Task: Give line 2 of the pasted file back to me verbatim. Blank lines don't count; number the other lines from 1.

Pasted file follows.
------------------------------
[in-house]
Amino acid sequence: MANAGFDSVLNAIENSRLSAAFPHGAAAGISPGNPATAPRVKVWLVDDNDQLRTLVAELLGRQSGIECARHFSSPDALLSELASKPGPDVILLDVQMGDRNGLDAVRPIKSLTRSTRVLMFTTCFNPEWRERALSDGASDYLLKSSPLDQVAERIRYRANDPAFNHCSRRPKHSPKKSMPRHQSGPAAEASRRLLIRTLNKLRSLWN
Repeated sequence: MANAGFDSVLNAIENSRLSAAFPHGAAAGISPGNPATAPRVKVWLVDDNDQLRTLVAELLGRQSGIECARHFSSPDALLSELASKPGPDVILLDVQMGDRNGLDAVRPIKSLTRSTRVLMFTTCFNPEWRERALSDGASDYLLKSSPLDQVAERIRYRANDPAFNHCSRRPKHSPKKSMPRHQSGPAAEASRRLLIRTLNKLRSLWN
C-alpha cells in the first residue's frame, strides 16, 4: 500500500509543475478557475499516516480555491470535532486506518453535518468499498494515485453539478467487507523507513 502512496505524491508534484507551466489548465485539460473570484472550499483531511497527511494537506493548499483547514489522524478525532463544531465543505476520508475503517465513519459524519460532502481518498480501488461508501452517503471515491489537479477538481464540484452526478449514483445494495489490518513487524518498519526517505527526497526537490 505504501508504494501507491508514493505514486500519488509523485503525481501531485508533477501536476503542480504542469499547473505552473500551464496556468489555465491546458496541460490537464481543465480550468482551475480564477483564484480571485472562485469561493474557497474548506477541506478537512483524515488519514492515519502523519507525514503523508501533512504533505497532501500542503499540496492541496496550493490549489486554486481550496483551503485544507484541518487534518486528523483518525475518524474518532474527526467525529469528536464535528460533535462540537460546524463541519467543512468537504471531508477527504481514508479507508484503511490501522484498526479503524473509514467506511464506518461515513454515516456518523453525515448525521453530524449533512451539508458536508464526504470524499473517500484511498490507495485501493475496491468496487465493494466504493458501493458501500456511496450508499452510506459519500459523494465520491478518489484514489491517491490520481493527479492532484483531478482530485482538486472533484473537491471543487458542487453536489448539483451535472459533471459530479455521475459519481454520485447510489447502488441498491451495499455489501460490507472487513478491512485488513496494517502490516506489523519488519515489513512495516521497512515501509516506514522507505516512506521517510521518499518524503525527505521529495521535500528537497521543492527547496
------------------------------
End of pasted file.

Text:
Amino acid sequence: MANAGFDSVLNAIENSRLSAAFPHGAAAGISPGNPATAPRVKVWLVDDNDQLRTLVAELLGRQSGIECARHFSSPDALLSELASKPGPDVILLDVQMGDRNGLDAVRPIKSLTRSTRVLMFTTCFNPEWRERALSDGASDYLLKSSPLDQVAERIRYRANDPAFNHCSRRPKHSPKKSMPRHQSGPAAEASRRLLIRTLNKLRSLWN